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Work On Your Game Content/: Personal Growth/How To Decide How Far You Can Go And Make The Most Of Your Talent...
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How To Decide How Far You Can Go And Make The Most Of Your Talent...

Thought about this yesterday while on a walk. Maybe it will give you hope on your path…

Of the starting five players from my senior year high school basketball team (I was not a starter), none of them got any better after high school.

By age 17-18, they were all finished products.

Our best player, a combo guard who made the All-City team that year, went on to a JuCo and finished college playing D2.

Our point guard was heady and steady in high school, but not very athletically gifted— his physical profile would take him only so far. He played college ball, and last I saw he’d become a college coach.

Our starting small forward had some skills. I always saw him as a guy who would play basketball as long as it was fun and easy for him. In high school, he was talented enough to make it so.

After high school, everyone else caught up to his talent, and that was that.

The two starting “big men,” both of whom were 6’3”, had only big man skills — these weren’t perimeter players who just happened to be tall and got stuck in the paint by default.

Playing “down low” was all they could do. That sufficed in the Philadelphia Public League back then. It wouldn’t be enough for a college team.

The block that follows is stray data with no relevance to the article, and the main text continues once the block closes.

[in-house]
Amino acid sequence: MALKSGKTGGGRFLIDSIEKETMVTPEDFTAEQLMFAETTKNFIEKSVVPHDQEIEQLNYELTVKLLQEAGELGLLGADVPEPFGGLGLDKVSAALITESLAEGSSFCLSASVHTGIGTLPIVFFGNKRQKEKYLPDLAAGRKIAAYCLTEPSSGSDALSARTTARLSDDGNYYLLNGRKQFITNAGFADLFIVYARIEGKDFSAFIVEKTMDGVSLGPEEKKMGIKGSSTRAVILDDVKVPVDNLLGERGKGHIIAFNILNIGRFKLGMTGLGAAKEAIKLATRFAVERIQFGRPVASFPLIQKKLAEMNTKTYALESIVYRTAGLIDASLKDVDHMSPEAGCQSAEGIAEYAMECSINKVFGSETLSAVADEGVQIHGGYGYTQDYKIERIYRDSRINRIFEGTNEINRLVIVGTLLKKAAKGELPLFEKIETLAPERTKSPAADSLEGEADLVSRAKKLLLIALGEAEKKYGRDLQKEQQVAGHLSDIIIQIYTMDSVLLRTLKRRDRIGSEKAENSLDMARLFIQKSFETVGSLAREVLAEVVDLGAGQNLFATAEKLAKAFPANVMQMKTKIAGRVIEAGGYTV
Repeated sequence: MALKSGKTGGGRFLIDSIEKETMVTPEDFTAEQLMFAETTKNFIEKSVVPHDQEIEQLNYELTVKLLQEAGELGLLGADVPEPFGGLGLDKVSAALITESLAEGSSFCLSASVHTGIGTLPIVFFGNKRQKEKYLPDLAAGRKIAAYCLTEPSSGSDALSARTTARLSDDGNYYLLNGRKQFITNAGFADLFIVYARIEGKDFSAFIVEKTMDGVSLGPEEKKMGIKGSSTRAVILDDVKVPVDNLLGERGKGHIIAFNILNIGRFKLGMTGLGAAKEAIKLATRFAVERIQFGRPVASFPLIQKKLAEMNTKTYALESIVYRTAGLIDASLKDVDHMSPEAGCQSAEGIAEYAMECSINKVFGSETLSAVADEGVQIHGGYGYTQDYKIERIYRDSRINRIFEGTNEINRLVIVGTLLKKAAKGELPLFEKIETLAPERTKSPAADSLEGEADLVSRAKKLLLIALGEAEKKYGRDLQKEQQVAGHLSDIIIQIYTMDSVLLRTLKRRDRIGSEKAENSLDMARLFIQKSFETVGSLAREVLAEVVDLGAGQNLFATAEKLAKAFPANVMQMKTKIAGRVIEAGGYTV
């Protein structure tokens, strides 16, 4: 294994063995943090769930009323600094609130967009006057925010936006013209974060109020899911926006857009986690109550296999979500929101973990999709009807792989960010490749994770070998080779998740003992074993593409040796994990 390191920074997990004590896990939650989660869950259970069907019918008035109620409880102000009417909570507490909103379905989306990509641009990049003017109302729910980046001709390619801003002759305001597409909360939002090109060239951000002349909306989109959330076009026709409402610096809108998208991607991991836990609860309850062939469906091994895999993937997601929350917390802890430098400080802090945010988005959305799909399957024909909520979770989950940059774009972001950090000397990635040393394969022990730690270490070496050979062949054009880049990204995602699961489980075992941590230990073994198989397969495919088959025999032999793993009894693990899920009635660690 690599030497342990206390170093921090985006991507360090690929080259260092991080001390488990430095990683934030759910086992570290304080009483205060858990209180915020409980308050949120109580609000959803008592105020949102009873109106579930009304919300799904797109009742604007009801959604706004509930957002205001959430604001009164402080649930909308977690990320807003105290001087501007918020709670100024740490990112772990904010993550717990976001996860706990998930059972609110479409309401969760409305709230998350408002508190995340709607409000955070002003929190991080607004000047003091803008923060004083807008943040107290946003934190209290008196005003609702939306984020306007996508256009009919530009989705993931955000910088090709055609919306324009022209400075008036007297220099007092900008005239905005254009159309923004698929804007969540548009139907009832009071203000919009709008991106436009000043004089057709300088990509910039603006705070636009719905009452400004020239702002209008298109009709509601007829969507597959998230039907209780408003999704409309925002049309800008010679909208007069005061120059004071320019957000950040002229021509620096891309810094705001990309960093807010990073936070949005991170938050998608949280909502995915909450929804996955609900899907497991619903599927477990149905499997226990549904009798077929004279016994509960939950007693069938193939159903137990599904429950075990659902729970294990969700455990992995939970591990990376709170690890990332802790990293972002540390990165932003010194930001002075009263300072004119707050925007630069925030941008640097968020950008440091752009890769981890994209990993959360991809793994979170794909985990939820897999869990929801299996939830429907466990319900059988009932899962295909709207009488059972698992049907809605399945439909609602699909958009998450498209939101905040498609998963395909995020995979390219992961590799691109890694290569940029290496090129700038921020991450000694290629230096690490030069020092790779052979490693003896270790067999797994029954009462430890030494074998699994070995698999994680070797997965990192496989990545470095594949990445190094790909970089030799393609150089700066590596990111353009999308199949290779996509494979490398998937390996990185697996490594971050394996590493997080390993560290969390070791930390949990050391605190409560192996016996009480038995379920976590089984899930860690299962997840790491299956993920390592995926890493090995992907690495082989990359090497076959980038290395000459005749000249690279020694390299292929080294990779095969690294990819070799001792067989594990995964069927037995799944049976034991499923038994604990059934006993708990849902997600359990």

I was a late bloomer in basketball. I didn’t start feeling truly confident in games until the summer after high school, before college. I was 18 by then, well past the age when “elite” or even “good” basketball talent gets identified.

As a high school senior, I had some skills, a hint of “maybe” talent — and nothing else.

I made the varsity team because I was also 6’3” and could be an “insurance” backup big man for the starters.

Neither starter ever got injured or anything like that, so I didn’t play except in blowout victories when the win had already been secured.

Nothing I’d done on a court up to the age of 18 said I had a prayer of doing anything as a basketball player.

My senior-season teammates had already maxed out on their potential. Some of that was by nature; much of it was by choice.

Though I knew I had capacity for growth, I didn’t know exactly how much growth was still inside of me. I just figured I’d keep playing and practicing and see where it took me.

I got better for the next 14 years.


Some of your potential is out of your hands — in sports for example, genetics help — but a lot of it is based on your choices.

How much time are you putting into learning your craft?

Who are your mentors?

How much of what you’re learning are you implementing — and how soon after you learn it?

You control that.

What’s your future potential in the thing you’re currently focused on? Reply and let me know — I read all responses.

See the following MasterClasses on growth and maximizing your opportunities —

#1346: Your Current Opportunity Is Your BEST Opportunity

#1138: You Never Know When Opportunity Is Watching

#1095: How To Use Uncomfortable Situations As Opportunities For Growth

#1086: How To Create More Business Opportunities As A Speaker, Coach, Consultant or Freelancer

#1041: There's MUCH More Opportunity Out There Than You Think

#1025: The Opportunity Is In The Opposites

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